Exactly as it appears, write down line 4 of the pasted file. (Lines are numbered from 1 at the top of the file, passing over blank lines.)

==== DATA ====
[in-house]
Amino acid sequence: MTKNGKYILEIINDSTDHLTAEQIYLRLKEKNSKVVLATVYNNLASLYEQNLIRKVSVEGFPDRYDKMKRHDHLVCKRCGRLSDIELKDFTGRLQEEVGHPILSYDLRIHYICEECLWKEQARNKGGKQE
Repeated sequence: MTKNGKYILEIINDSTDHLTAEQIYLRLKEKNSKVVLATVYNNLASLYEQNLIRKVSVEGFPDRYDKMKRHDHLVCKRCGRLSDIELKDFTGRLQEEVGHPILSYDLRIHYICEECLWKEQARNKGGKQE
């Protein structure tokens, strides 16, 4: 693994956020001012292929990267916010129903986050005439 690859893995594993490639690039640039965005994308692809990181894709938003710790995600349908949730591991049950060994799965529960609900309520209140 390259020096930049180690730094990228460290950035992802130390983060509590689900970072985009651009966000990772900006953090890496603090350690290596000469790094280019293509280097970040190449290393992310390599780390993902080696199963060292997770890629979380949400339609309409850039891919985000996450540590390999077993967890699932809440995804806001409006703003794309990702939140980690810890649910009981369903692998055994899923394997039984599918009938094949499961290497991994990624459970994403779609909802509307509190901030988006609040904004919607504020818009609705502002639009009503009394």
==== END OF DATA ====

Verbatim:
């Protein structure tokens, strides 16, 4: 693994956020001012292929990267916010129903986050005439 690859893995594993490639690039640039965005994308692809990181894709938003710790995600349908949730591991049950060994799965529960609900309520209140 390259020096930049180690730094990228460290950035992802130390983060509590689900970072985009651009966000990772900006953090890496603090350690290596000469790094280019293509280097970040190449290393992310390599780390993902080696199963060292997770890629979380949400339609309409850039891919985000996450540590390999077993967890699932809440995804806001409006703003794309990702939140980690810890649910009981369903692998055994899923394997039984599918009938094949499961290497991994990624459970994403779609909802509307509190901030988006609040904004919607504020818009609705502002639009009503009394």